Primary Primary Science

Science – Radar

Radar is the detection of objects using radio or sound waves which bounce back off an object in its path. Eighty years ago radar was first developed and six years later it helped to change the course of the Second World War and, in particular, helped the RAF win the Battle of Britain.

Radar has been around since bats evolved so the scientists had only to discover a way of directing sound waves and then a way to interpret their reflection.

In these activities, the pupils will gain an understanding of how sound helps us to locate position and how echoes are formed.

Suitable for:
Year 3 to Year 6

Learning Focus:

  • Understand how we can locate the position of a person or sound using the stereo capability of our ears
  • Recognise that sound is reflected off some surfaces to form echoes
  • Learn how bats use echo location to navigate and find their food

 

Activity One:

It’s often said that when we lose the use of one or more of our senses, others are heightened. In this activity the pupils will be able to test the theory and see if they can detect a solid object in a room just through sound.

This doesn’t work with everyone so you may have to try it on a few students.

You’ll need to be in a room with no furniture and nothing that absorbs sound like curtains or carpet – the school hall will do.

Ask the class to sit silently on one side of the hall then blindfold a volunteer, move them randomly around the hall to disorientate them then ask them to clap, one clap at a time and listen to the sound before taking a step forward. Repeat this and they should find that as they approach a wall, the sound changes. Make sure someone walks with them to stop them falling or walking into a wall. What is happening is that sound waves diffuse in the air but as you approach a solid object, the sound wave has a much shorter distance to travel, reflect and travel back to your ears making the sound clearer.

Bats use a similar technique to locate obstacles to their flight and to detect small objects close by which might be food.

Activity Two:

Few people realise why humans have two ears and why they’re placed where they are on our heads. In this activity, the pupils will gain an understanding of why two ears are better than one!

Blindfold a pupil and ask them to stand in the middle of a room. Ask them to place a hand firmly over one ear. Now ask another pupil to stand around four metres away in any direction from the blindfolded pupil and say “Hi”. Ask the blindfolded pupil to point to where the sound was coming from. Invariably, the direction they indicate is incorrect. Ask them to change which ear is covered and to repeat the process. You’ll find the same result occurs.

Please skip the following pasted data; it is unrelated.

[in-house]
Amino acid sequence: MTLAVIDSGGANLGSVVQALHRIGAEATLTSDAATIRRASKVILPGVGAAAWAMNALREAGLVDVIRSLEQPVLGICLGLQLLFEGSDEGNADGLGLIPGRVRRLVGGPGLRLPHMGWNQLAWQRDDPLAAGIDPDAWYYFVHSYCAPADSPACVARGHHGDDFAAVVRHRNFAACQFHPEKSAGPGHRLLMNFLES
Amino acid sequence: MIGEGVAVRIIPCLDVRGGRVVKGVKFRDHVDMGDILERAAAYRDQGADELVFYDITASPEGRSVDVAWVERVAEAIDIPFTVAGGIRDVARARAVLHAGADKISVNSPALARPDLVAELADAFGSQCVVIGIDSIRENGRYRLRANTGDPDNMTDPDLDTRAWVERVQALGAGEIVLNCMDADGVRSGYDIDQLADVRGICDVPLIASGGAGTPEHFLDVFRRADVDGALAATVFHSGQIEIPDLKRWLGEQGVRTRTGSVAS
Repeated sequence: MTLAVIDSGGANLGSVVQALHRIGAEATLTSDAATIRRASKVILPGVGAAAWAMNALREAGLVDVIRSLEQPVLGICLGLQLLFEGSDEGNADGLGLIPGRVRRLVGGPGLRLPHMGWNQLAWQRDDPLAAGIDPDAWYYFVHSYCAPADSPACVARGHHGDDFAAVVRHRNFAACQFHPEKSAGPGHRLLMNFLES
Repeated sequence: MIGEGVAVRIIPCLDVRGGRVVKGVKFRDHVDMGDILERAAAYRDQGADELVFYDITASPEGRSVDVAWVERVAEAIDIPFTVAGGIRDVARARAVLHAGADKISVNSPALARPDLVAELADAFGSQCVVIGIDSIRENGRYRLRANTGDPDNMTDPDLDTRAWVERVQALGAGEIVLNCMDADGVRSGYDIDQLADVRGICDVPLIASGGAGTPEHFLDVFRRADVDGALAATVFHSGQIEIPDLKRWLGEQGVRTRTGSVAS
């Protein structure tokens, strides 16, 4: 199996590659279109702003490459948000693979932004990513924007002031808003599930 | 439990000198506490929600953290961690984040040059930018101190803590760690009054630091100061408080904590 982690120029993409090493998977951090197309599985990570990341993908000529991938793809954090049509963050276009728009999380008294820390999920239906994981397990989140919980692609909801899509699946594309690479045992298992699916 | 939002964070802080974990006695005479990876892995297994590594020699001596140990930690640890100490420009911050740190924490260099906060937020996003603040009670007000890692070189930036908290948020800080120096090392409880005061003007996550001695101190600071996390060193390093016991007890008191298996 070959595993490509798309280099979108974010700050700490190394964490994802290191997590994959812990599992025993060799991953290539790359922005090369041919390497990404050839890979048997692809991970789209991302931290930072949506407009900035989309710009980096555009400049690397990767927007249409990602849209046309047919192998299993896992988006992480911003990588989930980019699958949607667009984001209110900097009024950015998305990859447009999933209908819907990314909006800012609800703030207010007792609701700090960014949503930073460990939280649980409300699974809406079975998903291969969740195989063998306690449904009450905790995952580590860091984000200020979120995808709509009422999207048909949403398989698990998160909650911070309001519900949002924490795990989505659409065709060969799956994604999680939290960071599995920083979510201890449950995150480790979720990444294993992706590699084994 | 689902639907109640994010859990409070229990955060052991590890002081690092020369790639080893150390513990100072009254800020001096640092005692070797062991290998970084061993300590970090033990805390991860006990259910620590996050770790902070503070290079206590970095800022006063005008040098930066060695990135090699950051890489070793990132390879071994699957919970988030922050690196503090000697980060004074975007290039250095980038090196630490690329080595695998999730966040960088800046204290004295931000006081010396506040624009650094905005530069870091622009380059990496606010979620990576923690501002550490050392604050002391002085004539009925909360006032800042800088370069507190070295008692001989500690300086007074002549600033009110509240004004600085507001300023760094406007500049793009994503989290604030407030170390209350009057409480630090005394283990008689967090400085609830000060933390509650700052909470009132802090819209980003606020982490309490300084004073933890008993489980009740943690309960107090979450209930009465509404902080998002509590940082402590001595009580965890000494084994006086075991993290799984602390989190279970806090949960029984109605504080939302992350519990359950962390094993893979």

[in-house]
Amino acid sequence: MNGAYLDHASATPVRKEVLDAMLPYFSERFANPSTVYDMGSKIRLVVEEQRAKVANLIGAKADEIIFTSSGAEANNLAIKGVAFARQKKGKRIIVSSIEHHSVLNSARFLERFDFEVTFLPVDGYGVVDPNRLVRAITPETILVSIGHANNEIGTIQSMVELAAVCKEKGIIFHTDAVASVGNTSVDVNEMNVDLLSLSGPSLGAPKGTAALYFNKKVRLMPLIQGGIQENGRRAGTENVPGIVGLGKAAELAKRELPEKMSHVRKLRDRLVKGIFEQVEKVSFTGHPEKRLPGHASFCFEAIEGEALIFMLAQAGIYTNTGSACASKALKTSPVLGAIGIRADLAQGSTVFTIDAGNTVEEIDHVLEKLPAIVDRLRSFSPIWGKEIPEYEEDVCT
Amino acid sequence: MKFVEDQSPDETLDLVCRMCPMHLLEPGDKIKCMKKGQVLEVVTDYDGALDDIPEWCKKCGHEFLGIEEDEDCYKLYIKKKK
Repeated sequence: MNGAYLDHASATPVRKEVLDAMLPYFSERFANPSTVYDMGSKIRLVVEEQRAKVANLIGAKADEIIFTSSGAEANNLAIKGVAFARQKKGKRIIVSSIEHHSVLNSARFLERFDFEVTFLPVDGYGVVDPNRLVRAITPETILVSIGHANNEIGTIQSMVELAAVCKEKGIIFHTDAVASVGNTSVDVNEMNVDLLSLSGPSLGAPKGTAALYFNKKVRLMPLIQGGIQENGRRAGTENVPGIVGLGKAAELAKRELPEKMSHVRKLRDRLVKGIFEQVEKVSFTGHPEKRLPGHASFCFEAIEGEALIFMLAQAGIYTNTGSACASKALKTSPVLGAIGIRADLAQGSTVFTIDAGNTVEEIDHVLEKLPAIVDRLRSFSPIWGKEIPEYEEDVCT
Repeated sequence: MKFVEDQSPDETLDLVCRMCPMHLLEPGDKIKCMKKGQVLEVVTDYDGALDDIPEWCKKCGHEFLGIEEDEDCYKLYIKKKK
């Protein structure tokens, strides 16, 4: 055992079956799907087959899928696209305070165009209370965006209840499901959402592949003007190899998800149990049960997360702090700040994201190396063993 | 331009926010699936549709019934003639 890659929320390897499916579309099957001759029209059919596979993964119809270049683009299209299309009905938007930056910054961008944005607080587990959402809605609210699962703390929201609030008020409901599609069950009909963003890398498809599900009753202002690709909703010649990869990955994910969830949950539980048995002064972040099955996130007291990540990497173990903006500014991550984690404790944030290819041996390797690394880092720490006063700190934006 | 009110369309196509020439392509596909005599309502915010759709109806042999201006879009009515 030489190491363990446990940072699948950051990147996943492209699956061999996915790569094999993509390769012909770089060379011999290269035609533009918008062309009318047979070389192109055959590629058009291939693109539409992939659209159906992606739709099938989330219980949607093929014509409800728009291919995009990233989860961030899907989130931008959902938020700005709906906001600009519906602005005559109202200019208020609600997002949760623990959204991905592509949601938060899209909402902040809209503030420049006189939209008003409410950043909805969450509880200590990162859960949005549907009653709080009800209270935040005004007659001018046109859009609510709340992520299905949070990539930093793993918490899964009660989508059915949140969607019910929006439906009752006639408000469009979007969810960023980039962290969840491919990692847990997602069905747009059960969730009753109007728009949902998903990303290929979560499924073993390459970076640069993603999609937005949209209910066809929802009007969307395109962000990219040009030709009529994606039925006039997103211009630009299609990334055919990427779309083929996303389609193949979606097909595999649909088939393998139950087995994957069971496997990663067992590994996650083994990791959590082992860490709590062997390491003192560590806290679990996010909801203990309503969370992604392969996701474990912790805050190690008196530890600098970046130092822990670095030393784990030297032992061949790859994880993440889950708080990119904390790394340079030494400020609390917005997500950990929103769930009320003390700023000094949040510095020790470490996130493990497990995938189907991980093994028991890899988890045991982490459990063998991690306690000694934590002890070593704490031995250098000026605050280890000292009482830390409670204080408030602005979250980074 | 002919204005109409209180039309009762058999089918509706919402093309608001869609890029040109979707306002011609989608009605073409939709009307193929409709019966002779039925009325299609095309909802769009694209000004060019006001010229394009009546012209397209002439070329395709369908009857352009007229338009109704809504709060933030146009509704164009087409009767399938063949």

When both ears are uncovered, most pupils will be accurate in determining where the sound came from.

This works very similarly to how we judge distance and position with our eyes; by triangulating the position of the sound and the direction of travel of the sound waves to our ears.

Activity Three:

In a big room such as a school hall or sports hall where there are solid, flat surfaces and no sound deadening material, you’ll find that sound echoes.

Ask the pupils to stand at one end of the hall and ask one of them to clap once. They should hear the sound of their clap followed shortly after by the reflected sound of the clap – this is what we call an echo.

Tell the pupils that the sound is travelling towards the wall as a wave and being bounced or reflected off it, similar to how an ocean wave bounces off a harbour wall or a rock.

Ask them why they think they hear the echo slightly after the initial clap. The delay is the time that the sound wave takes to reach the wall and reflect back to our ears. The speed of sound at sea level is 340m per second so if you are 20m from the reflecting wall, the sound will take about a ninth of a second to return – enough time for us to hear the delay and therefore the echo.

Ask the students to try the clap in different parts of the hall, facing flat surfaces, into corners or lying down, facing up into the air. Does this make a difference to what they hear?

In a large enough room, the pupils might hear multiple echoes, gradually fading out. Ask them if they can explain why this is (the waves keep reflecting off walls in front of us and behind us, losing some energy each time before returning to our ears.

Dave Lewis

Collins Primary

Collins Primary is the home of innovative learning resources for all stages of primary and early years education. We support thousands of teachers and pupils who are using our award-winning materials every day, and provide what you need to enhance the learning experience with our easy to use and flexible programmes.

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